Asylum seekers flee their country of origin for fear of persecution and apply for protection as refugees in a safe country. Following international agreements on human rights, the British authorities must not return asylum applicants to a place where they are likely to face torture or persecution.
However, asylum seekers in the UK live in constant fear and anxiety about their situation. Their asylum claim might take years to be resolved and during this time, they are forbidden to work. Only after 12 months, and if they are not held responsible for the delay in the decision-making, can they get permission to apply for jobs included in the ‘shortage occupation list’ published by UKBA (UK Border Agency).
Persecuted and often tortured in their home countries, asylum seekers endure the hard and often humiliating process of applying for asylum in the UK. They are forced to live totally dependent on the state with £35.52 a week, £5 per day, sometimes in the form of vouchers not redeemable for cash. Skilled individuals end up living in poverty, wasting their professional abilities and falling into depression or mental illness. Stress, sleeping disorders, low self-esteem are recurring mental symptoms spreading across nationalities, genders and age groups.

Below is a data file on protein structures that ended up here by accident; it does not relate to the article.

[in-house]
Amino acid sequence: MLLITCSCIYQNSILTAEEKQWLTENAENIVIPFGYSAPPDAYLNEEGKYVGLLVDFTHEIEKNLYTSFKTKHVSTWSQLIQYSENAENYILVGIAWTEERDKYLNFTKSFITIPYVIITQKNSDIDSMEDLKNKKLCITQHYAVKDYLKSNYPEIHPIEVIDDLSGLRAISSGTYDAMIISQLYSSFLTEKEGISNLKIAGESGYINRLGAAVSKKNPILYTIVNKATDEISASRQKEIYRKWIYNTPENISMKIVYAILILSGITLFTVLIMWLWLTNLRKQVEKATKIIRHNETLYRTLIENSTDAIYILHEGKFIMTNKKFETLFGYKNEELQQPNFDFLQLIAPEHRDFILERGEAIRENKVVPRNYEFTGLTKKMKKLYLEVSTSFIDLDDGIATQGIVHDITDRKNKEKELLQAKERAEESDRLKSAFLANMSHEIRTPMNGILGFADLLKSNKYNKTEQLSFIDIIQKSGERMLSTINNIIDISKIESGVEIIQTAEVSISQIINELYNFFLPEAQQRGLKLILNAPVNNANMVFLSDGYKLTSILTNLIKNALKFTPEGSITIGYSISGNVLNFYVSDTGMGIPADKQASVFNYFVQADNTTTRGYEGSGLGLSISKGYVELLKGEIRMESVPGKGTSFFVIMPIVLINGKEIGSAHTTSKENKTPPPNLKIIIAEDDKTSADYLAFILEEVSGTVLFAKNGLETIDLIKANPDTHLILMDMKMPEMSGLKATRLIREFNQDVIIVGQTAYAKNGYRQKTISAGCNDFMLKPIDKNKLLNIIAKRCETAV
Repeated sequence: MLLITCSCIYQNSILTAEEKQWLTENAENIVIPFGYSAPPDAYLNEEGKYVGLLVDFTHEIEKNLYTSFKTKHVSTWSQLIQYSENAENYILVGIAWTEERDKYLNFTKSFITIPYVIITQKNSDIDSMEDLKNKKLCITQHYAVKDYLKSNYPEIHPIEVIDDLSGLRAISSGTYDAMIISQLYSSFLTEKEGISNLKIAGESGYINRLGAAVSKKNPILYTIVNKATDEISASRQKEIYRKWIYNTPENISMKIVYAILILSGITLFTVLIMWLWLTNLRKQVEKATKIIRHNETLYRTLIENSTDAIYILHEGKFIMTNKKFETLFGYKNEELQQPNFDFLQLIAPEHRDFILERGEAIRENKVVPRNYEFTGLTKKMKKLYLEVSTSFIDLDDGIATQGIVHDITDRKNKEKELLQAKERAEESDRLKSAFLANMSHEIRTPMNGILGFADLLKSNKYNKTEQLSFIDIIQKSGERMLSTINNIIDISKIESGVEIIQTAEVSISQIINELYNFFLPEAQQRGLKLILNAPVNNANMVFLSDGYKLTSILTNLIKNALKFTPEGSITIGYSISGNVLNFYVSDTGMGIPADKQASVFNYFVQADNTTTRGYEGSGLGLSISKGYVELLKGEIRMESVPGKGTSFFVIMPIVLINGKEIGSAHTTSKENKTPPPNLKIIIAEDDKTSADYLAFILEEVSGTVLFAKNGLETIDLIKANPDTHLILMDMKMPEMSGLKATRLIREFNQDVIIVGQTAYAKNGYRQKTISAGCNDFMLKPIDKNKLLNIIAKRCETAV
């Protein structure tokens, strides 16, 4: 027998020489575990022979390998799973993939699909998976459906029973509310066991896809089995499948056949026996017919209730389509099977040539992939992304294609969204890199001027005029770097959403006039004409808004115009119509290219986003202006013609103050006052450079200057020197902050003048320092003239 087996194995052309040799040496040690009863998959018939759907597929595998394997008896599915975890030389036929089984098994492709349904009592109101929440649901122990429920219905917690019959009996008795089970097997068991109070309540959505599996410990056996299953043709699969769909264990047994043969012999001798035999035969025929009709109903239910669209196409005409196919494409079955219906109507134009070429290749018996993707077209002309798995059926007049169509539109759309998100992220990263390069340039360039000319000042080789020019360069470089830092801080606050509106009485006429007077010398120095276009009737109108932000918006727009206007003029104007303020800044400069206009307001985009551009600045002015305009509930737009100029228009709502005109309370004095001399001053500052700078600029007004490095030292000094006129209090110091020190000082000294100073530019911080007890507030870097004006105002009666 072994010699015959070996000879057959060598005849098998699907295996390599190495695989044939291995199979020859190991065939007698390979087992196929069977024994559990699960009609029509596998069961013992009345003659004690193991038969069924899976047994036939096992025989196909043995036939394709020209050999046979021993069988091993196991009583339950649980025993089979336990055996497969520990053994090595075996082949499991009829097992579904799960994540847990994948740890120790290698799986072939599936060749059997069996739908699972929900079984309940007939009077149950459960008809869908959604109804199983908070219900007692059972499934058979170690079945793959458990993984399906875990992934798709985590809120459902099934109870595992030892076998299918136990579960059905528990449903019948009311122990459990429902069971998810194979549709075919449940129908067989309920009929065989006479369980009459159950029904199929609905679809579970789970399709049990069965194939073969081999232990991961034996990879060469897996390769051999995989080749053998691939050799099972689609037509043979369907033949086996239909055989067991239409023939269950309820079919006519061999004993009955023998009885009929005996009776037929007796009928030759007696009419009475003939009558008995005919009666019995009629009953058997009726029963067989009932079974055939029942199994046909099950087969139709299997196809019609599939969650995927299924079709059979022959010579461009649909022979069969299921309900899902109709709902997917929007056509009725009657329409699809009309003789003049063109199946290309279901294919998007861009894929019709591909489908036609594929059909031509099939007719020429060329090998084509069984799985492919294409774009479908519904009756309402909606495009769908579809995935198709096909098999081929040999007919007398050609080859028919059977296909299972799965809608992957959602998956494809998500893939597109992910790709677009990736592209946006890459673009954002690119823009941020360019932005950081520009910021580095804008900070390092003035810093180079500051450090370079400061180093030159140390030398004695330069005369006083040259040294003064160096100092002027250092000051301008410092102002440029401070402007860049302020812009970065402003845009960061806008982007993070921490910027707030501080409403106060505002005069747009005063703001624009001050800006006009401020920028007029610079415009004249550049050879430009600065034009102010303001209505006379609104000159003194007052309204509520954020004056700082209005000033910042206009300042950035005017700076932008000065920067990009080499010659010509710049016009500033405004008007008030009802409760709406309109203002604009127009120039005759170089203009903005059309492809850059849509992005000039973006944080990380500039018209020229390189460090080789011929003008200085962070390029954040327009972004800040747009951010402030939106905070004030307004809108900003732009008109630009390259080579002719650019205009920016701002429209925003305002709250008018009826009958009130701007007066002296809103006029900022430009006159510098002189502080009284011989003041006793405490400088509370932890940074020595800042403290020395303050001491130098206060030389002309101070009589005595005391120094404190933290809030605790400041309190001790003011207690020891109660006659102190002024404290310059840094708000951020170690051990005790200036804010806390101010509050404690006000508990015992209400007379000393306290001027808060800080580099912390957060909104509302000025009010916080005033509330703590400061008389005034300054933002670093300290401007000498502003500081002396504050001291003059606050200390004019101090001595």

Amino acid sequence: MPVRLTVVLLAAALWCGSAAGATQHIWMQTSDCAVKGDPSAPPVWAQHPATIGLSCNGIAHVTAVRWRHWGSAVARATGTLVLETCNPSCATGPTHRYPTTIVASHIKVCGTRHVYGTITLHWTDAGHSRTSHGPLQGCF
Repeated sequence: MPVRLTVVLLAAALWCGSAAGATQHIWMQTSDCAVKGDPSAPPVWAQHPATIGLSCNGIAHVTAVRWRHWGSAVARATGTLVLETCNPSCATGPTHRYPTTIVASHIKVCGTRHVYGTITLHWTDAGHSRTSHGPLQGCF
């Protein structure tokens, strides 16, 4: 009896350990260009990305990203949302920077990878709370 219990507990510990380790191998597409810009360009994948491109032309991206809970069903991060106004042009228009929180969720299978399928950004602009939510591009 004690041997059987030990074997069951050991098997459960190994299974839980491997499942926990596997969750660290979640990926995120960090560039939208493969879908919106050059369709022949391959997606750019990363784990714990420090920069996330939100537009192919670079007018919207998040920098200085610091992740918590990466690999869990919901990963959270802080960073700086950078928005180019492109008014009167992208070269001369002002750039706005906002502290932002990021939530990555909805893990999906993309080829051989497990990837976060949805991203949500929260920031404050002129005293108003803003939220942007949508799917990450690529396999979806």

The number of applications for asylum in the UK in 2012 was 21,785 10% higher than in 2010. In the first quarter of 2013 the number was 17% higher than in the same period in 2012.
This series of portraits depict asylum seekers dressed according to their profession or skills and located where the person lives to highlight the contradiction between the potential they offer and the waste of skills under the current system.
These images were taken between 2010 and 2013. A few people got their legal right to remain in the UK after their portrait was taken.